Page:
For example, traditional methods of education used in lower income communities have resulted in very low enrolment, high dropout rates, limited literacy and large populations of unskilled labour. In more recent years, private individuals who are not traditional educators have made significant inroads into delivery of education to the ones who need it the most. These include Ben Dublin-Thaler who designed a carbon-neutral BioBus which brings science lessons to communities that do not have the proper equipment to teach the subject matter, The Khan Academy which has delivered 81 million lessons covering multiple areas of focus and is now supported by Bill Gates, and Savera which provides classes tailored for the working children in the slums of Ahmedabad, India. Such approaches would not have been possible without the application of design thinking.

Success achieved by these non-educators in the field of education points to the value of Including design thinking as an essential component of universal education which will enable our society to tackle complex problems with greater competence. This resonates Paciione’s feelings on design being too important to be just left to just designers as practitioners.

– Written by Samir and Ben

Complex problems facing us today come in all shapes and forms. Herb Simon provided a powerful framework of dividing these problems into well structured (WSP) and ill structured (ISP) problems. We will proceed to think about complex problems with the help of illustrations to understand better challenges that face us while trying to solve complex problems. For example, mapping the Human Genome is a WSP while designing the road network of a city is an ISP.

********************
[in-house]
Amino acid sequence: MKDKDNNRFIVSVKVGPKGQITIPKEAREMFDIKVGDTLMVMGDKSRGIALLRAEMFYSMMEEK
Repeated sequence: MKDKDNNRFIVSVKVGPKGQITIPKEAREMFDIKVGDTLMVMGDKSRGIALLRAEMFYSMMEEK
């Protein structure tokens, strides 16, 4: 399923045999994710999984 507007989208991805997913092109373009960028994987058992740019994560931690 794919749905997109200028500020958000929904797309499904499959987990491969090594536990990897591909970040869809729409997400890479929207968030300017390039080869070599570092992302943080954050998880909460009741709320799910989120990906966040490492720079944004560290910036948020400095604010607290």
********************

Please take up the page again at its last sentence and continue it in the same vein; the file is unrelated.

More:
Criterion of a Well Structured Problem Human Genome Project Designing Road Network of a city
Definite Criterion for testing any proposed solution
The problem state, the goal state and transient states
“Legal moves” can be defined
Knowledge acquired can be represented
Solution moves take into account real world constraints
Solution requires practicable amounts of problem-solving ability

The biggest problems facing humanity today like health, energy, food security, waste management etc, are special forms of ISPs which Horst Rittel has termed as Wicked Problems (WPs). WPs are different from standard ISPs in that they also have added dimensions of conflicting stake holder intentions/value systems and dynamic dimensions, constraints and success criteria. As an example, the problem of primary education in poorer communities has no definitive criteria for testing the effectiveness of the proposed solutions. The issue is further confounded by the varied and potentially conflicting goals and values of parents, students, teachers and state officials.